Read by QxMD icon Read

three dimensional printing

Teng Gao, Gregory James Gillispie, Joshua S Copus, Anil Kumar Pallickaveedu Rajan Asari, Young-Joon Seol, Anthony Atala, James J Yoo, Sang Jin Jin Lee
Three-dimensional (3D) bioprinting has emerged as a promising technique in tissue engineering applications through the precise deposition of cells and biomaterials in a layer-by-layer fashion. However, the limited availability of hydrogel bioinks is frequently cited as a major issue for the advancement of cell-based extrusion bioprinting technologies. It is well known that highly viscous materials maintain their structure better, but also have decreased cell viability due to the higher forces which are required for extrusion...
June 20, 2018: Biofabrication
Michael A Bohl, Michael A Mooney, Garrett J Repp, Claudio Cavallo, Peter Nakaji, Steve W Chang, Jay D Turner, U Kumar Kakarla
Introduction The Barrow Biomimetic Spine project is an ongoing effort to develop a three-dimensional (3D)-printed synthetic spine model with high anatomical and biomechanical fidelity to human tissue. The purpose of this study was to evaluate the biomechanical performance of an L4-L5 3D-printed synthetic spine model in a lordotic correction test after Schwab grade 2 osteotomies as compared to human cadaveric spines that have undergone the same osteotomies and lordotic correction. Methods Ten different L4-L5 synthetic spine models were 3D printed...
April 17, 2018: Curēus
Ryan A Moore, William Jack Wallen, Kyle W Riggs, David Ls Morales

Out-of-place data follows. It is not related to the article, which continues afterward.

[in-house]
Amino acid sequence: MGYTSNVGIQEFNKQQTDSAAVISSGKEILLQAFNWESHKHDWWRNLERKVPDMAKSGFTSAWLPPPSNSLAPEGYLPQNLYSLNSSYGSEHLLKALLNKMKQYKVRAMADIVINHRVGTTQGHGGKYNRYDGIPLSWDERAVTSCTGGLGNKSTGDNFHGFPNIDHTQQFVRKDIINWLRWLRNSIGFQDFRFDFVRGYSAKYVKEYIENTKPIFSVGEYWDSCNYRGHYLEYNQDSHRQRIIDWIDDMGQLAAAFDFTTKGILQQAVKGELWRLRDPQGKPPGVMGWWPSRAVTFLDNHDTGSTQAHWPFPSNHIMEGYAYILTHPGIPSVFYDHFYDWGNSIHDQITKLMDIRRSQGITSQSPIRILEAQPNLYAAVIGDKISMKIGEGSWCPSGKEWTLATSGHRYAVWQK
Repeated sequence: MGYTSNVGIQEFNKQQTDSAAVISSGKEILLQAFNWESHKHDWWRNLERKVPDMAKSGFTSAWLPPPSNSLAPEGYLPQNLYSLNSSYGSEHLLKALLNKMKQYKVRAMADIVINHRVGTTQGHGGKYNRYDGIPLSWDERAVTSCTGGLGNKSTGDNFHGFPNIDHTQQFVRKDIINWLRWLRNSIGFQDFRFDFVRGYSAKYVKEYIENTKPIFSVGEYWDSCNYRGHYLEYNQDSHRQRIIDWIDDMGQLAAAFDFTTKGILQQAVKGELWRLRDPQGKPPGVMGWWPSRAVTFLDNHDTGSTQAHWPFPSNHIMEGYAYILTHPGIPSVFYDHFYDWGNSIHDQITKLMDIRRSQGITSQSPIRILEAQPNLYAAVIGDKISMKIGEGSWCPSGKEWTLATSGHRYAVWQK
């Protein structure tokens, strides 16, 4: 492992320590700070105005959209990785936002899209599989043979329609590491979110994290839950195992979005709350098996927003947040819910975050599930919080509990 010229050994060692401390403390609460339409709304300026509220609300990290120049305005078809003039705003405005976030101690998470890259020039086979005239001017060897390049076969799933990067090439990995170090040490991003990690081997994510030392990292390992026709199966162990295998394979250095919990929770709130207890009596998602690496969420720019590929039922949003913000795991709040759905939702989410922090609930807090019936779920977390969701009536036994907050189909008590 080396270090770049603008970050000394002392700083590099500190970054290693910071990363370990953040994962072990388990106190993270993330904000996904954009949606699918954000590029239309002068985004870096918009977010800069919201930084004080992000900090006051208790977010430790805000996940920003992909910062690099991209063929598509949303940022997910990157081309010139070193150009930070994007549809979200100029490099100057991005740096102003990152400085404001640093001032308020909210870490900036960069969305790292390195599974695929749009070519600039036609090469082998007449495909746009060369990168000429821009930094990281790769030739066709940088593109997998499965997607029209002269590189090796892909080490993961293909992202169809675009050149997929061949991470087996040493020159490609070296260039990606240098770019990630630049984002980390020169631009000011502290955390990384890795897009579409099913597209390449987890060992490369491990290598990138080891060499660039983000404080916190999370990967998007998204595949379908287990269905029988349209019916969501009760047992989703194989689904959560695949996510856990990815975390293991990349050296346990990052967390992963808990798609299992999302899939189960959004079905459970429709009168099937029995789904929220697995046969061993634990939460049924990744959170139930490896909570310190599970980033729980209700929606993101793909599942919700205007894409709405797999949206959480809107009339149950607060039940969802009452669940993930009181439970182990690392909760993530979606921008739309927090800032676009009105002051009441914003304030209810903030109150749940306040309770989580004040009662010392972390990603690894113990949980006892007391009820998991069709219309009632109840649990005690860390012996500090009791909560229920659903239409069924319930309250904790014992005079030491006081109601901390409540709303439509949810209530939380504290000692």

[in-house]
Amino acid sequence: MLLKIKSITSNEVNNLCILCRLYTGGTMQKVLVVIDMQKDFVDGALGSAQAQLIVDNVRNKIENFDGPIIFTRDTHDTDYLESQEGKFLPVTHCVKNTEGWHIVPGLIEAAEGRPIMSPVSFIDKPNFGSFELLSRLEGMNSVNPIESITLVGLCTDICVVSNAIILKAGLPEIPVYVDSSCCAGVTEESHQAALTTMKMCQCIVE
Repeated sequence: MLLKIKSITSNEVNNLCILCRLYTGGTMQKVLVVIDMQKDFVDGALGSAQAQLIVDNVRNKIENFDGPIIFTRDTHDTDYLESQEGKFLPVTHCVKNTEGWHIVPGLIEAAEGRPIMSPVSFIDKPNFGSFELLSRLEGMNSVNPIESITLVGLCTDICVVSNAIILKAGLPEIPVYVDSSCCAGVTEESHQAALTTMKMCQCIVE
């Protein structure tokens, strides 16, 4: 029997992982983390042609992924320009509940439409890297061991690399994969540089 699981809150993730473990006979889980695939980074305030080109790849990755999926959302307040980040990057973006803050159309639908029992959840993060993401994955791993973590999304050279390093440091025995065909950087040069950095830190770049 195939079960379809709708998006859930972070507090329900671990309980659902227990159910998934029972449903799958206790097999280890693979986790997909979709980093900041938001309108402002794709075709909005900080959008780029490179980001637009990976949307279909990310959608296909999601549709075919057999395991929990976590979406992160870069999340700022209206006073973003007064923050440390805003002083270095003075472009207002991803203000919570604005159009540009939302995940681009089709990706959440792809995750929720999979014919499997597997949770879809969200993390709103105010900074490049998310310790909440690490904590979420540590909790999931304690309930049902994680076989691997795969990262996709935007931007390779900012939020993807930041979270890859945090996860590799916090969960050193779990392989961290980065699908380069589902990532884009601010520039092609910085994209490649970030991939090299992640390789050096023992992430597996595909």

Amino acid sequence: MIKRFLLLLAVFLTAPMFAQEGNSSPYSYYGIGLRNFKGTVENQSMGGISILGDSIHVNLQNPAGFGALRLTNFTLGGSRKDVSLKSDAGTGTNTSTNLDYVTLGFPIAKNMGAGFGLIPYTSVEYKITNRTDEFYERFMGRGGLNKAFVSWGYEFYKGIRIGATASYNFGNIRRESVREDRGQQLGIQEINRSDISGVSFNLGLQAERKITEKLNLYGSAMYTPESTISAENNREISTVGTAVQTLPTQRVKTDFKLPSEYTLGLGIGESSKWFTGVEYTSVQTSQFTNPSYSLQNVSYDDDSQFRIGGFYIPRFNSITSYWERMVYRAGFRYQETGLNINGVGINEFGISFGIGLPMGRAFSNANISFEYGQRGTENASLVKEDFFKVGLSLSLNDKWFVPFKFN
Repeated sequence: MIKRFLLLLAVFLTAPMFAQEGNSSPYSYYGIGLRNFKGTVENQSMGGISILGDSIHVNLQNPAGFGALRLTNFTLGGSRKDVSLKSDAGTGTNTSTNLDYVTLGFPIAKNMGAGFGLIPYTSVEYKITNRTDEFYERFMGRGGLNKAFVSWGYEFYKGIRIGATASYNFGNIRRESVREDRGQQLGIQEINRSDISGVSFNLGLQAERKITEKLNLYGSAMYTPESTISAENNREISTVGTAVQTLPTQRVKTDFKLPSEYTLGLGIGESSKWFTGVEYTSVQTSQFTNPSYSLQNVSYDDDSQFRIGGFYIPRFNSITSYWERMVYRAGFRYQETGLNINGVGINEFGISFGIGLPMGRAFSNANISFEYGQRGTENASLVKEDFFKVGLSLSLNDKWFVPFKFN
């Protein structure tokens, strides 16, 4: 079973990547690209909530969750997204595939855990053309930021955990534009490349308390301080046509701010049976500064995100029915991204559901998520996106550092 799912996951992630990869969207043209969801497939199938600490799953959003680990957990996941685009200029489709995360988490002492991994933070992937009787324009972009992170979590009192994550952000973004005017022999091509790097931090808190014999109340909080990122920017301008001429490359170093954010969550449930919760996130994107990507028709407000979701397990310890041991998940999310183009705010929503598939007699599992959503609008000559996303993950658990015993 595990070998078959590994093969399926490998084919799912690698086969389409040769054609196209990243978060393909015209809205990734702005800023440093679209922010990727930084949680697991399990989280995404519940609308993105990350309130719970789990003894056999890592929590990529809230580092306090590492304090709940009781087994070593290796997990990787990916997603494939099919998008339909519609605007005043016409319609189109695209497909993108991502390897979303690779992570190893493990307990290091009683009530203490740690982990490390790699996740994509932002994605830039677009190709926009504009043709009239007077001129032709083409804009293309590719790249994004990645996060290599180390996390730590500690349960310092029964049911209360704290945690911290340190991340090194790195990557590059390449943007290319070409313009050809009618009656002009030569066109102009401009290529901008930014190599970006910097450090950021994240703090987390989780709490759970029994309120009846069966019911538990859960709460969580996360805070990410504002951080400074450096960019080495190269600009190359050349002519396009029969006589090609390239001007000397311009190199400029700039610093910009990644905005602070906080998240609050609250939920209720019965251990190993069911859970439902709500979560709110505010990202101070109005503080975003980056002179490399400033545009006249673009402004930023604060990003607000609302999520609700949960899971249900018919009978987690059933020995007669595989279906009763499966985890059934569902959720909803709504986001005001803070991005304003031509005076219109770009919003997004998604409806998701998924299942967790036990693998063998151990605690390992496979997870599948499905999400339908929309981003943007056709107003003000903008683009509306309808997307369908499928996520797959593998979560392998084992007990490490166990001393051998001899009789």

Better anatomical understanding and conceptualization of complex congenital heart defects using three-dimensional (3D) printing may improve surgical planning, especially in rare defects. In this report, we utilized 3D printing to delineate the exact cardiac anatomy of a neonate with an aortopulmonary window associated with interrupted aortic arch to devise a novel approach to the repair.
May 2018: Annals of Pediatric Cardiology
Yang Yang, Xuan Song, Xiangjia Li, Zeyu Chen, Chi Zhou, Qifa Zhou, Yong Chen
Nature has developed high-performance materials and structures over millions of years of evolution and provides valuable sources of inspiration for the design of next-generation structural materials, given the variety of excellent mechanical, hydrodynamic, optical, and electrical properties. Biomimicry, by learning from nature's concepts and design principles, is driving a paradigm shift in modern materials science and technology. However, the complicated structural architectures in nature far exceed the capability of traditional design and fabrication technologies, which hinders the progress of biomimetic study and its usage in engineering systems...